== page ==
Chris Brown probation case: Richmond, Va., police chief resigns
The police chief in Richmond, Va. -- a central figure in allegations that he and his department mishandled singer Chris Brown's court-ordered community service related to his L.A. assault of Rihanna -- resigned Tuesday.
"I have accepted the resignation of Bryan Norwood from his post as chief of police for the city of Richmond," said Richmond Mayor Dwight C. Jones, according to an online statement.
"I know that in many ways, the Richmond Police Department and our city is better off because of his involvement, his dedication, and his concern and care for our communities," Jones said. "But we've reached a mutual agreement in that his time as Richmond's police chief has come to an end."
Earlier this month, L.A. County prosecutors accused Brown of failing to complete the court-ordered community service he received as part of his punishment for the 2009 assault conviction.
Brown is currently on five years' probation in connection with the attack of his girlfriend Rihanna. As part of the probation, he was required to do 180 days of community labor in Virginia.
In a 2009 letter to the Los Angeles County court, Norwood assured officials that his department would oversee Brown's probation.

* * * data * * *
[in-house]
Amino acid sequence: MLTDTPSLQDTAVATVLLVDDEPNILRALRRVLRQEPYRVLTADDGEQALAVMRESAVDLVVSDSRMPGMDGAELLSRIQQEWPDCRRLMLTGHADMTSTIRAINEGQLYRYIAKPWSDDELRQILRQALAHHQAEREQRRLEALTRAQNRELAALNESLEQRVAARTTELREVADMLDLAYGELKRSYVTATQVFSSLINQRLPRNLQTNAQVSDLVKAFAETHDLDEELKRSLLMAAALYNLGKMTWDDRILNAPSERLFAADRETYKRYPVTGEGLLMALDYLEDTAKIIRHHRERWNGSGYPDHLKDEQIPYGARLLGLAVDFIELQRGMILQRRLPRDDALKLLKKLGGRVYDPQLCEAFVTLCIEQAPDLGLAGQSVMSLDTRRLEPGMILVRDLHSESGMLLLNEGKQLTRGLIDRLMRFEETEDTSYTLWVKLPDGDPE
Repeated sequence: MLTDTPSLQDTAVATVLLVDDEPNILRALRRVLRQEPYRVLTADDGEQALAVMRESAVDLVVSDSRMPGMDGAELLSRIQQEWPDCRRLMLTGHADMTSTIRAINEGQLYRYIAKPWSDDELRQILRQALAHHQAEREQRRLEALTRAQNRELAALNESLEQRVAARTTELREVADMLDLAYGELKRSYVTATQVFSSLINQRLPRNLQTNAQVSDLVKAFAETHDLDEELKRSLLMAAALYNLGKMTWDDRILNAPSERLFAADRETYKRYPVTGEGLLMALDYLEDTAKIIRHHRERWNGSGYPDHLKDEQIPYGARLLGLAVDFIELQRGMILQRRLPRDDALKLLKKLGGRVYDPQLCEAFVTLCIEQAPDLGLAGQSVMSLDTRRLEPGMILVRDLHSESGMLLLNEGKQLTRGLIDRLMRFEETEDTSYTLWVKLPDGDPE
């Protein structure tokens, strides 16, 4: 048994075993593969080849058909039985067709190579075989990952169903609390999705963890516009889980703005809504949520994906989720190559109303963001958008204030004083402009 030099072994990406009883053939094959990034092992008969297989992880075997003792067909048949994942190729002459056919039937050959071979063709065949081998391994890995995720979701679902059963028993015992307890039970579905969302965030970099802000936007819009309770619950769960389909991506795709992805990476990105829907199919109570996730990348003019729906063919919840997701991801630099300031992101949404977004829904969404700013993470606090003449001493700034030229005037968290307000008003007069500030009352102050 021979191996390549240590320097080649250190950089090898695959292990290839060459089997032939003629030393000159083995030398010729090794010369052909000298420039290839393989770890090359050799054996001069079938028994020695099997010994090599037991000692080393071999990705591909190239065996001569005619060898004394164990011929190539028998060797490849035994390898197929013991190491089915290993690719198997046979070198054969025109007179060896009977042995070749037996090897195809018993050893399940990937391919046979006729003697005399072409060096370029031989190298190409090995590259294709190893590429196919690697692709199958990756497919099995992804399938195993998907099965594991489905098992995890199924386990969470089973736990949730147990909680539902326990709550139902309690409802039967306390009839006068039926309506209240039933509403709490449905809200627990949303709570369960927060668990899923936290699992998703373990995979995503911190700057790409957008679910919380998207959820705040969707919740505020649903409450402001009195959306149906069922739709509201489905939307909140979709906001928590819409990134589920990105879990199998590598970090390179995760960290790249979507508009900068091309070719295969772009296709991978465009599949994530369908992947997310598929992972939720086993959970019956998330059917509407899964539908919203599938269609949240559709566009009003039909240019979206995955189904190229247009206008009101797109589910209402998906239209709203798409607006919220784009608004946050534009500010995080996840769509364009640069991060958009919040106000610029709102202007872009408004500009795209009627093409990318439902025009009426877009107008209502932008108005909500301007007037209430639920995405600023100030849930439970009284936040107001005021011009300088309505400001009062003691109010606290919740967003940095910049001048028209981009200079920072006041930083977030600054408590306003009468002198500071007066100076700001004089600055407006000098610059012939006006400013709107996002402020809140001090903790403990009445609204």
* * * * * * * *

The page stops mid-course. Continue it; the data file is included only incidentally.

But L.A. County investigators claim Richmond police rarely checked on Brown's progress, even though Norwood wrote again to the court in November 2011 vouching that the singer had completed more than 100 days of labor.
In addition to allegedly not completing the community service, L.A. County prosecutors say Brown violated his probation in other ways, such as failing to secure permits to allow him to travel while on probation.
A spokesperson for the L.A. County district attorney's office declined to comment Tuesday.
Mayor Jones appointed Ray J. Tarasovic -- a former assistant chief who is currently retired but serves as a criminal justice and public safety consultant -- to serve as the new chief of police in Richmond.
-- Ari Bloomekatz
Photo: Chris Brown appears in court Wednesday for a probation revocation hearing in downtown Los Angeles. Credit: David McNew / Associated Press